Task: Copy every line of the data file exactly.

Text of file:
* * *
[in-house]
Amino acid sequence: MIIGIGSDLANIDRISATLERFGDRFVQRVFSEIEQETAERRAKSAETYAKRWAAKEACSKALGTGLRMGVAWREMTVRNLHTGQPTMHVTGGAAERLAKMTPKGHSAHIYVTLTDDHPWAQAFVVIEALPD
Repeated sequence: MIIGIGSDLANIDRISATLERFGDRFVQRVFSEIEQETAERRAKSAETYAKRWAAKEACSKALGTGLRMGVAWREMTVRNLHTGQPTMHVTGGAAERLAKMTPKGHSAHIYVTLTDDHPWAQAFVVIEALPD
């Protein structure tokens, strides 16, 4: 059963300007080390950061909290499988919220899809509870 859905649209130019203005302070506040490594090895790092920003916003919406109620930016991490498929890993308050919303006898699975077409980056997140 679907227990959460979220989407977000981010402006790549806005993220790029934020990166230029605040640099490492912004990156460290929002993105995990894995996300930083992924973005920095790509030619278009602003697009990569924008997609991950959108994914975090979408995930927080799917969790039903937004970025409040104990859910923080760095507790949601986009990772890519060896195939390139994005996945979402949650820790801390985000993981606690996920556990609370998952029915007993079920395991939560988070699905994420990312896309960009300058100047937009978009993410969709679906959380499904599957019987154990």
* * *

[in-house]
Amino acid sequence: MIIGIGSDLANIDRISATLERFGDRFVQRVFSEIEQETAERRAKSAETYAKRWAAKEACSKALGTGLRMGVAWREMTVRNLHTGQPTMHVTGGAAERLAKMTPKGHSAHIYVTLTDDHPWAQAFVVIEALPD
Repeated sequence: MIIGIGSDLANIDRISATLERFGDRFVQRVFSEIEQETAERRAKSAETYAKRWAAKEACSKALGTGLRMGVAWREMTVRNLHTGQPTMHVTGGAAERLAKMTPKGHSAHIYVTLTDDHPWAQAFVVIEALPD
């Protein structure tokens, strides 16, 4: 059963300007080390950061909290499988919220899809509870 859905649209130019203005302070506040490594090895790092920003916003919406109620930016991490498929890993308050919303006898699975077409980056997140 679907227990959460979220989407977000981010402006790549806005993220790029934020990166230029605040640099490492912004990156460290929002993105995990894995996300930083992924973005920095790509030619278009602003697009990569924008997609991950959108994914975090979408995930927080799917969790039903937004970025409040104990859910923080760095507790949601986009990772890519060896195939390139994005996945979402949650820790801390985000993981606690996920556990609370998952029915007993079920395991939560988070699905994420990312896309960009300058100047937009978009993410969709679906959380499904599957019987154990």